I went to New York two weeks ago with a single cloud question still lingering in my head. What is the real technical advantages that are driving people towards cloud. Why is this something I should be considering or advocating at work?
Cloud is both a marketing term and a technical term that I am hearing from every vendor, in lots of variation. But as I posted earlier, I can’t see the clear cost savings or footprint reduction associated with cloud that we saw with virtualization. If anything, cloud seems to create new work for IT departments. So, why is this something to move forward with?
I believe I may have found an answer in New York at HP’s Pathways to Cloud event, an annual road show event to take the cloud message to HP’s customers, partners and employees around the country. Unlike other changes to the datacenter, it is business and not technological advances that is driving the adoption of cloud. (I had heard this before and obviously forgotten it.) Cloud is more agile, to borrow from the HP dictionary, meaning that the turn around necessary to deploy new solutions on the cloud is measured in hours rather than weeks with traditional IT and procurement. Business is now dictating quick turn around of the supporting services that they need to meet customer needs faster.
It is known fact that many business groups have circumvented IT all together and outsourced their CRM and other software packages with Software as a Service providers like Salesforce or Sugar CRM. These services only require a credit card to get started and there is no infrastructure or other involvement really necessary from IT. That is a scary proposition for IT, a serious threat to their long term role in organizations and a catalyst for IT departments to change.
But operationally, cloud presents a value proposition because it moves the type of cost from a capital investment to an operational investment which can impact a company’s financials in different ways. Instead of the traditional, large up-front costs associated with IT expenditures, cloud provides a pay-as-you-go or pay-as-you-grow scenario for companies to buy IT in measurable, hourly amounts.
The Pathways to Cloud event introduced to me a couple of really compelling use cases for cloud by organizations, albeit organizations much larger than the one I work for. One of these use cases is for segregation of business units. For instance, a lot of companies will toy with a new idea but are not sure it will ultimately stay in their core business. By encapsulating the business into a cloud partition, all of the data is ready to be portable if the ultimate decision is to spin it off or if the decision is to bring it in-house. By using an on-demand service provider, they can evaluate the business and operation before standing up their own infrastructure and making significant capital investment.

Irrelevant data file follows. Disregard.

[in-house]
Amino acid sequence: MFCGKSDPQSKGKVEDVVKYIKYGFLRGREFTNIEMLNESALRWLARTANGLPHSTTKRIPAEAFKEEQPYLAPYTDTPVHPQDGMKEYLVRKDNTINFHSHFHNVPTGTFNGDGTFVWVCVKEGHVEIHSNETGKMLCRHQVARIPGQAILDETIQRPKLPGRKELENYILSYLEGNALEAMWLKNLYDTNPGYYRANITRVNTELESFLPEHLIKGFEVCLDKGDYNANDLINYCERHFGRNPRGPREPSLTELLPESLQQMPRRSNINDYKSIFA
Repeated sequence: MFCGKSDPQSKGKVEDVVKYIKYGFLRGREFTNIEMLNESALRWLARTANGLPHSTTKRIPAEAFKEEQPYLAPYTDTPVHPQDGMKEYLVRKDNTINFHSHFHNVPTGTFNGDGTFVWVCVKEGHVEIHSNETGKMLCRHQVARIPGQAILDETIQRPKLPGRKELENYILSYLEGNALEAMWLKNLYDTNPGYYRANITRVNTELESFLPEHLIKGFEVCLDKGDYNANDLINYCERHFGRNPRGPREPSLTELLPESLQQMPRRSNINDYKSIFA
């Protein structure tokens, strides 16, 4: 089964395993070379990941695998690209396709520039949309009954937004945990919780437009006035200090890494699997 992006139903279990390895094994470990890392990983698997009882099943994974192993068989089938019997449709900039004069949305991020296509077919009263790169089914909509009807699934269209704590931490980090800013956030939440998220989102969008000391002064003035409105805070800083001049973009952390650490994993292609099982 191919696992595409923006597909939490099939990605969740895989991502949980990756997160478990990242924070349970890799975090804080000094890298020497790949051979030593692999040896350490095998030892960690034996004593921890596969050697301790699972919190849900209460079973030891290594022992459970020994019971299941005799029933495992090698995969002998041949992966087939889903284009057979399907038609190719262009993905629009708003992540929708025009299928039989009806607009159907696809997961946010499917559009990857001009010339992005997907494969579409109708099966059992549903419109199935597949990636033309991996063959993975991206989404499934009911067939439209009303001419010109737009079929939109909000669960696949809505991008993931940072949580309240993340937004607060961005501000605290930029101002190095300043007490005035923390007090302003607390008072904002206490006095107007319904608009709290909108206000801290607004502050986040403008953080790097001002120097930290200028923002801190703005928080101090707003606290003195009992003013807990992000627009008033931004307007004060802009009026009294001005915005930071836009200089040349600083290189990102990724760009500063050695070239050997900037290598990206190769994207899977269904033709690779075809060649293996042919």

Another use case would be for game makers. The example given was that most mobile game makers now know within two weeks whether a game concept is going to gain traction and ultimately be a hit or not. If it is, they bring it in house and stand up the appropriate supporting resources – if not, they keep it on a pay-for-demand cloud service outside of their realm where it can easily be decommissioned once its run its course.
HP CloudSystem is not meant to be a rip and replace system, but rather a start small and scale out solution. This makes a lot of sense since the transition to cloud technology will be a gradual basis and
For the first time, I saw presented a group of criteria to move to the cloud and in a lot of ways the transition to the cloud will be a lot like companies transition to the virtualization in the datacenter. Even as recent as the last two years, there were hold outs on some business critical software which was still not ‘recommended’ to run in virtualization for a lot of companies, but even HP is echoing the VMware message that there is nothing that cannot be virtualized at this stage of maturity for virtualization.
But specifically about the criteria, some of the things to be considered around cloud are compliance and data residence issues, especially for European companies which may have regulatory issues with export of their data. Also, security concerns come into play with whether the application is able to be offloaded to the cloud.
As far as pricing is concerned, there are a lot of options for companies here. Companies can choose to pay retail prices with service providers like Savvis or Amazon Cloud if they know that their consumption or the utilization is going to be light, or they can go further to lock down wholesale prices, much in the same way that hosting providers like Rackspace have done in the past.
Disclosure: HP’s Social Media group and Ivy Worldwide invited me and paid for the trip to this event. My coverage here is my own set of impressions and interpretation of the information presented and has not been coached or proofread by staff from Ivy or HP. There were no requirements to write anything in particular or anything at all in return for the invitation.